In Canada, freedom of expression is a constitutional right. Our courts have generally taken the view that free speech should only be restricted for very good reasons. As such, Johnny’s damages must be compelling for it to trump Amber’s right to expression.
After doing all that, if Johnny is successful, he gets to continue his lawsuit. If he loses, however, the general presumption is that he must pay Amber’s legal fees in full. This is highly unusual in Ontario, where the losing side is rarely ordered to pay the winning side’s full legal costs.
The Court of Appeal clarifies what is in the public interest
The anti-SLAPP process hinges on speech that is in the “public interest”, and recent developments in the law carves out space for corporations that may have been defamed online.
In Dent-X, the Ontario Court of Appeal stressed a distinction between speech that is relating to the public interest, versus speech that is simply referring to the public interest. The former is protected, the latter is not.
In this case, the plaintiff Dent-X, a mask manufacturing company, sued a former customer who posted negative comments about the company on Facebook.
The title of the post suggested that the unhappy customer was looking for other people to start a class action lawsuit against Dent-X. The balance of the post, however, was made up of a series of personal allegations of fraud and references to the ethics of the company’s executives.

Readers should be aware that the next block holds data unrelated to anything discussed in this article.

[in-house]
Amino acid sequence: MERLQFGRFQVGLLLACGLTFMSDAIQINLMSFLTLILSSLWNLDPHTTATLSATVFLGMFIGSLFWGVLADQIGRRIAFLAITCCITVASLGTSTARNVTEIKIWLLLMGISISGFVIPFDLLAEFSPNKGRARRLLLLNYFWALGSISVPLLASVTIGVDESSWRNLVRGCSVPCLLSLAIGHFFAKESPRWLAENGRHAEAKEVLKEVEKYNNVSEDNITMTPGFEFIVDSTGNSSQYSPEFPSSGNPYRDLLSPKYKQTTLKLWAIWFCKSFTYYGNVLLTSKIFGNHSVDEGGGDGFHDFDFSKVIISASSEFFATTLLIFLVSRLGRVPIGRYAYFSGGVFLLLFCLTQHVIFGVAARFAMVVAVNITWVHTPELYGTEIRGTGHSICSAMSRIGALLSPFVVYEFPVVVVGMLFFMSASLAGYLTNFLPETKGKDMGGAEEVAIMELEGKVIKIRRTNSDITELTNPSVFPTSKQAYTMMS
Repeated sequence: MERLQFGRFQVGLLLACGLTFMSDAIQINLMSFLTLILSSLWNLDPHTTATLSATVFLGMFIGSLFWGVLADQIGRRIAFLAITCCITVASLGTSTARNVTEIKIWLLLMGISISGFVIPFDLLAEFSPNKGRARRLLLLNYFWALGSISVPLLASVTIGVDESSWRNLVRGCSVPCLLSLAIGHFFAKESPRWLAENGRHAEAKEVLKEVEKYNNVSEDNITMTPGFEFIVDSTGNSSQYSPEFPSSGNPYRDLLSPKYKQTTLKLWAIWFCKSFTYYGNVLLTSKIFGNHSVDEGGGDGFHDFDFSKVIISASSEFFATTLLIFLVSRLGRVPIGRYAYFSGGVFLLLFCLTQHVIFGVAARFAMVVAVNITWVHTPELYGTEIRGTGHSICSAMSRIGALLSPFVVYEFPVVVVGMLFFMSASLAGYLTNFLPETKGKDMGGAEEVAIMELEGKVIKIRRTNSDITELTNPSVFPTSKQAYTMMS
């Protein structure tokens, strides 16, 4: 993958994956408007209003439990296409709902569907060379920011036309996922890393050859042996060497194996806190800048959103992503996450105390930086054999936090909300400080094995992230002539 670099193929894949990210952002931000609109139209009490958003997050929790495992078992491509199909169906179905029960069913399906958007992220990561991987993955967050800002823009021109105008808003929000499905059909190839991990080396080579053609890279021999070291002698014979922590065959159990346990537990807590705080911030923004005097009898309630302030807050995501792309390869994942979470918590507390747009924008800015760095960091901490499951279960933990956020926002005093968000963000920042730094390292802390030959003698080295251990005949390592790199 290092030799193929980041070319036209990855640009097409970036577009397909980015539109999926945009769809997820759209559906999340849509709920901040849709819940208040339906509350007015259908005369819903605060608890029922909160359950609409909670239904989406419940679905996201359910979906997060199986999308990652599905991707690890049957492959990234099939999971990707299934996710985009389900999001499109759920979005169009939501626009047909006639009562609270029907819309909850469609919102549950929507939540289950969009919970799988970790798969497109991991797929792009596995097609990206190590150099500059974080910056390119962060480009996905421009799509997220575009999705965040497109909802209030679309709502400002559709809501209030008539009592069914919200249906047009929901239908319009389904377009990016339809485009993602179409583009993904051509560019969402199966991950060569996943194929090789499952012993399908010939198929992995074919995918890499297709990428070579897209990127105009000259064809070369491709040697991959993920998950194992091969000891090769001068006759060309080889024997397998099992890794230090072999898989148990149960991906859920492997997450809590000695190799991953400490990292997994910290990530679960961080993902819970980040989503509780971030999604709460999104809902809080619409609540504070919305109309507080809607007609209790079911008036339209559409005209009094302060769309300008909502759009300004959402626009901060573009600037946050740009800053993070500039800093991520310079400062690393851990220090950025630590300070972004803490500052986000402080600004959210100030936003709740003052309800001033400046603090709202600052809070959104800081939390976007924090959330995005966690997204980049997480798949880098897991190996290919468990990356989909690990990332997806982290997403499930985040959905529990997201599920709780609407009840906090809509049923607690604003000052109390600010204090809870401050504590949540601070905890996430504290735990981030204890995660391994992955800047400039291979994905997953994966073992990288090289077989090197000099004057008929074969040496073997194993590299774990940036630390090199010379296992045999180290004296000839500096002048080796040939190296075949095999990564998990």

Dent-X sued the customer for defamation, and the customer brought an anti-SLAPP motion to have the lawsuit dismissed.
The main issue at the hearing was whether the Facebook post was in the public interest.
The customer said it was, because he hoped that other people would hear about his bad experience and join him in a class action lawsuit against the company.
Dent X argued that the Facebook post was about a private dispute and the customer’s comments had nothing to do with the public interest.
The Ontario Court of Appeal confirmed the lower court judge’s ruling that the Facebook post on the whole did not relate to a matter of public interest and allowed the defamation lawsuit to continue.
The Court recognized a general public interest in masks and class actions, but this particular Facebook post only had a passing reference to those issues. The balance of the post was about the customer’s private grievances.
This clarification confirms that a defendant’s speech, taken as a whole, must be about something relating to the public interest to be protected by anti-SLAPP legislation. It is not enough for the speech to be about a private dispute, with passing references to the public interest.
While the question of what is in the public interest will depend on the facts of each case, this recent decision shows that if an unhappy customer writes a scathing defamatory post online about their private dispute, even if it contains a passing reference to the public interest, they may not be able to hide behind Ontario’s anti-SLAPP law.